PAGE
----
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Jan Demers, Bridging gaps, building futures: Have you ever asked yourself if you can relate to poverty?

Can you relate to poverty?
We had moved to another state so that my husband could work on his Master’s Degree. He was making $35 a week. Housing came with a job he had taken while at Boston University and we were paying our bills. How, I don’t know. What I do know is how to make a chicken last a week for a family of four. First you roast it. The next day you make a casserole from what is left. After that, the bones are boiled for a good long time and you make soup. 
Mark Rank is the Herbert S. Hadley Professor of Social Welfare, Brown School at Washington University. His work and research focuses on poverty, social welfare and economic inequality. Rank’s research shows that nearly 40 percent of Americans between the ages of 25 and 60 will experience at least one year below the federal poverty level in their lives. Fifty-four percent will spend a year in poverty or near poverty. If you add in welfare use and unemployment, four out of five Americans will experience poverty in their lives. 
I lived below the federal poverty level for a little over two years. I know about counting all my change when going to the grocery store and adding up the cost of everything (very little) that went into the shopping cart, of getting and being very grateful for a Thanksgiving basket and for not being able to buy anything for the children for Christmas.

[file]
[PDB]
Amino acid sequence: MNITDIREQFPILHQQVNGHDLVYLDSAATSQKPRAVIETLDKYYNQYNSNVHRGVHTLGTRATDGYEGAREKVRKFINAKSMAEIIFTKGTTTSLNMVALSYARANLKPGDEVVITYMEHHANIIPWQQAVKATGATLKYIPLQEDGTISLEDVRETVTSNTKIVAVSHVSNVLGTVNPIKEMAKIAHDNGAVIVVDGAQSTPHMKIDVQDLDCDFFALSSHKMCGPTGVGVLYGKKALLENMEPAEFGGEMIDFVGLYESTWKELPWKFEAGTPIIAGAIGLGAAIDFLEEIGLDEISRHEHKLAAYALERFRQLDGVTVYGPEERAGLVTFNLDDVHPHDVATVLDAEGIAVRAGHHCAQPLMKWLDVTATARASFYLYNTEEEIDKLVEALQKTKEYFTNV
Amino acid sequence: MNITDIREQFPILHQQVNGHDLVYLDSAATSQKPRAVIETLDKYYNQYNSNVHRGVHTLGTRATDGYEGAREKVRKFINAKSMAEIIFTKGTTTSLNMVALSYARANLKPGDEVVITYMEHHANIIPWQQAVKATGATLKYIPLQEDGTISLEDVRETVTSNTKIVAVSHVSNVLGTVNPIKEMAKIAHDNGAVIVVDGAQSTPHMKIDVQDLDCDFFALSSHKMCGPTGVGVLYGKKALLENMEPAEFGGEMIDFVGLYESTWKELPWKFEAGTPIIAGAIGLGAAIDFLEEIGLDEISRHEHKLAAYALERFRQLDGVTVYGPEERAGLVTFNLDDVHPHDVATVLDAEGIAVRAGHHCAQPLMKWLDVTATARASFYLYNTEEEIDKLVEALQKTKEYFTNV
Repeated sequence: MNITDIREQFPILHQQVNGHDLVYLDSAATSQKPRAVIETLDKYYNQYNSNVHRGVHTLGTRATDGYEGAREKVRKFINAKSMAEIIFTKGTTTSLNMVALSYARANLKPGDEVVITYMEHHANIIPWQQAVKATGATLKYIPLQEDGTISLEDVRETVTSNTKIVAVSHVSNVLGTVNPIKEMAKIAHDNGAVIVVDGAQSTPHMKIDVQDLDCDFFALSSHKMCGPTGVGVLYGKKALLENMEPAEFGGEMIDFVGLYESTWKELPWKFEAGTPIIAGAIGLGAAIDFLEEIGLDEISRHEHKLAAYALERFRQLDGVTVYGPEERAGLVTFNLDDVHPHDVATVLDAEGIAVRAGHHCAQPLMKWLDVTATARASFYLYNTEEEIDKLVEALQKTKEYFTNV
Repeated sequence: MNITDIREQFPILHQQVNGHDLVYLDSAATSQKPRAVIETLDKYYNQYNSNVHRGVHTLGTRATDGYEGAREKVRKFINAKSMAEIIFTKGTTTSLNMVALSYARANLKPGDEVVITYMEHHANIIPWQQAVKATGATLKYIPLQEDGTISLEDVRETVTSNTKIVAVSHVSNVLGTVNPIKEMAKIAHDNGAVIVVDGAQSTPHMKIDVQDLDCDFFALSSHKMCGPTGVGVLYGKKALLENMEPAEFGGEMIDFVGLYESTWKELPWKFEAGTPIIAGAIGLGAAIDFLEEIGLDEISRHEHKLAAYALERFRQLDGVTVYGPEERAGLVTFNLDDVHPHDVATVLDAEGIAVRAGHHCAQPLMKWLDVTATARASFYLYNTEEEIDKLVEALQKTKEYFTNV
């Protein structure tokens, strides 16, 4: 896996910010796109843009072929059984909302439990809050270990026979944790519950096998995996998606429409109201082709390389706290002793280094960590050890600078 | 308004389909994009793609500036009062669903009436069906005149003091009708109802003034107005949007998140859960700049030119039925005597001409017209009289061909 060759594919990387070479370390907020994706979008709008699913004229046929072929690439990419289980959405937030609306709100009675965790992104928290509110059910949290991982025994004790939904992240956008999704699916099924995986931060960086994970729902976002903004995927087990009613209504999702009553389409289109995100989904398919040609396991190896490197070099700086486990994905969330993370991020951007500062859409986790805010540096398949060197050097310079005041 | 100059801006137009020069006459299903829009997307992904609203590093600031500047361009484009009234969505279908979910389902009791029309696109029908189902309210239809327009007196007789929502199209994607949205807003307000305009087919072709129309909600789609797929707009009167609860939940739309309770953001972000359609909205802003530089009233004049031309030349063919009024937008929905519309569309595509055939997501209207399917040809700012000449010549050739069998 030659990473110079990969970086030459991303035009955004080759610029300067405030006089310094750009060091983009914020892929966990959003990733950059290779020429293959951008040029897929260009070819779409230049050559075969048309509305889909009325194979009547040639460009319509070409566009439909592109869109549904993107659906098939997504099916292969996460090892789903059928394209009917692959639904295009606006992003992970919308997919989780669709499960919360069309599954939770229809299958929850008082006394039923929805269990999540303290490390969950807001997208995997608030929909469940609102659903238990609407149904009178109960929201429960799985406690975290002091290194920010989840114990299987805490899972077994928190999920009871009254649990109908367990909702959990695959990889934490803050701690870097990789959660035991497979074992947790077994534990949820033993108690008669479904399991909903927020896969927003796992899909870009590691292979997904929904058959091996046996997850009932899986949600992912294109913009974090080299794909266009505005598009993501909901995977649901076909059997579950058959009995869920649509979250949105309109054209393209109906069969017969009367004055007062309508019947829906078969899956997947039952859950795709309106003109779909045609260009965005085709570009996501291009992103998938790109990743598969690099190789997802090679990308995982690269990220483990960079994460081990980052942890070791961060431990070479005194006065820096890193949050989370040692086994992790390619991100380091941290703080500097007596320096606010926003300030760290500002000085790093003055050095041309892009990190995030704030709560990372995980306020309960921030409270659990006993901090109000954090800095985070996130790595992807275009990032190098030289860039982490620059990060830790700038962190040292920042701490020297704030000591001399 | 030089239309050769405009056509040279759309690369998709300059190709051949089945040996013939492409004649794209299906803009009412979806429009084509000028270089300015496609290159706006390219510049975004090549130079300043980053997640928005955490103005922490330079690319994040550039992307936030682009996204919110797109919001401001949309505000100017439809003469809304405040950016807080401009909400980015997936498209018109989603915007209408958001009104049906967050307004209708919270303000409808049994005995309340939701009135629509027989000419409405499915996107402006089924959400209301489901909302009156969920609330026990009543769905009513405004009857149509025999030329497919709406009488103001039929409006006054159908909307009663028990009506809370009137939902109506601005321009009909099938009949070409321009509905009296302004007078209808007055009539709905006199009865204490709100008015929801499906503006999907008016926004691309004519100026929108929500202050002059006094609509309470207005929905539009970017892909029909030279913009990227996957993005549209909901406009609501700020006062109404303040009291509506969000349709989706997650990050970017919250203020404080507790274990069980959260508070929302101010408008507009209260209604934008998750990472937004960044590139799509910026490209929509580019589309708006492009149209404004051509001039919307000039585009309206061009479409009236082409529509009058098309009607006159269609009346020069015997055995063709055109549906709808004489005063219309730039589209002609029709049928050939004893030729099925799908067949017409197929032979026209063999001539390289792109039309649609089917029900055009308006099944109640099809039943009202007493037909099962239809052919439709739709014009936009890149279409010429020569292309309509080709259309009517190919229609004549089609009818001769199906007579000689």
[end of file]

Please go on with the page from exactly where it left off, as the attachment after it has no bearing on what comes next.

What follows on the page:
I remember wondering how we were going to pay taxes and going without health insurance hoping our children wouldn’t get sick. Worry and fear were woven into the days and nights of that time. We knew that we would not always be poor. Education and a career path brought us out. I won’t forget those days and am ever grateful for being able to pay our bills.
Mauricio Lim Miller is the Founder and CEO of the Family Independence Initiative. He said that “It’s true that not everyone knows what to do in order to get ahead, whether they’re rich or poor. That explains why many of my colleagues in the philanthropic and social services sector assume that solutions must come from them, rather than the low-income families they serve. Yet solutions are best when they’re home grown and “bottom up” because paths forged by low-income families are the solutions that their peers tend to follow.”
Walking down the corridors of the CVOEO offices in St. Albans, Burlington and Middlebury you can see new plans being made. Listening to the solutions found in our Weatherization Office in Colchester and hearing the success of parents in our Head Start programs brings with it the realization that it isn’t one program or one advocate or one family that has the answer. The answer to poverty has many faces, is multifaceted and requires many willing partners, as 4 out of 5 already know. Giving, sharing, leading and taking risks all are part of the answer. 
Can you relate?
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